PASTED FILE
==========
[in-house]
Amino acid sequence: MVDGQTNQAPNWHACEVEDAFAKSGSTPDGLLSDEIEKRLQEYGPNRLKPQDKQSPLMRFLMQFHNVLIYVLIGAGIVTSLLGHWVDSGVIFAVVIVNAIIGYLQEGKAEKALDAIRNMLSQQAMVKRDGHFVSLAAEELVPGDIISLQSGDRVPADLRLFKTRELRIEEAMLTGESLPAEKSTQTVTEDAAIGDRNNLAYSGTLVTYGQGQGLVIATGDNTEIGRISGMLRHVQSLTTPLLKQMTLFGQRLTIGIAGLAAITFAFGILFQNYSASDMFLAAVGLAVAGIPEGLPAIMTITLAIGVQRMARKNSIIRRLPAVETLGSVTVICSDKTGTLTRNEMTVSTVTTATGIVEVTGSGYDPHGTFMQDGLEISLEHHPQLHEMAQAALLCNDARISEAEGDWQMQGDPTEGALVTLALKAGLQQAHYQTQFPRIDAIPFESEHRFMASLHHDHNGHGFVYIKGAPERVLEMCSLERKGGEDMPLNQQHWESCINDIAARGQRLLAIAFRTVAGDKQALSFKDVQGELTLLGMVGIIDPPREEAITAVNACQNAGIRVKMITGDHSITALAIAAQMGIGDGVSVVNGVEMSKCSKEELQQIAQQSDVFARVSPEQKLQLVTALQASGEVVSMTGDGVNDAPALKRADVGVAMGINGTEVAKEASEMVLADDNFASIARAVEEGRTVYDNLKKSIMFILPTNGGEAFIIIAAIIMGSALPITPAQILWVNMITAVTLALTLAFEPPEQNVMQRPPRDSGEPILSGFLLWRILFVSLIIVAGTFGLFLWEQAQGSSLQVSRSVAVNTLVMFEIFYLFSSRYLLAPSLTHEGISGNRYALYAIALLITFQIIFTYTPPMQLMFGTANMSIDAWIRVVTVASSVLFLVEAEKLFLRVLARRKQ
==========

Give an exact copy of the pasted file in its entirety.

[in-house]
Amino acid sequence: MVDGQTNQAPNWHACEVEDAFAKSGSTPDGLLSDEIEKRLQEYGPNRLKPQDKQSPLMRFLMQFHNVLIYVLIGAGIVTSLLGHWVDSGVIFAVVIVNAIIGYLQEGKAEKALDAIRNMLSQQAMVKRDGHFVSLAAEELVPGDIISLQSGDRVPADLRLFKTRELRIEEAMLTGESLPAEKSTQTVTEDAAIGDRNNLAYSGTLVTYGQGQGLVIATGDNTEIGRISGMLRHVQSLTTPLLKQMTLFGQRLTIGIAGLAAITFAFGILFQNYSASDMFLAAVGLAVAGIPEGLPAIMTITLAIGVQRMARKNSIIRRLPAVETLGSVTVICSDKTGTLTRNEMTVSTVTTATGIVEVTGSGYDPHGTFMQDGLEISLEHHPQLHEMAQAALLCNDARISEAEGDWQMQGDPTEGALVTLALKAGLQQAHYQTQFPRIDAIPFESEHRFMASLHHDHNGHGFVYIKGAPERVLEMCSLERKGGEDMPLNQQHWESCINDIAARGQRLLAIAFRTVAGDKQALSFKDVQGELTLLGMVGIIDPPREEAITAVNACQNAGIRVKMITGDHSITALAIAAQMGIGDGVSVVNGVEMSKCSKEELQQIAQQSDVFARVSPEQKLQLVTALQASGEVVSMTGDGVNDAPALKRADVGVAMGINGTEVAKEASEMVLADDNFASIARAVEEGRTVYDNLKKSIMFILPTNGGEAFIIIAAIIMGSALPITPAQILWVNMITAVTLALTLAFEPPEQNVMQRPPRDSGEPILSGFLLWRILFVSLIIVAGTFGLFLWEQAQGSSLQVSRSVAVNTLVMFEIFYLFSSRYLLAPSLTHEGISGNRYALYAIALLITFQIIFTYTPPMQLMFGTANMSIDAWIRVVTVASSVLFLVEAEKLFLRVLARRKQ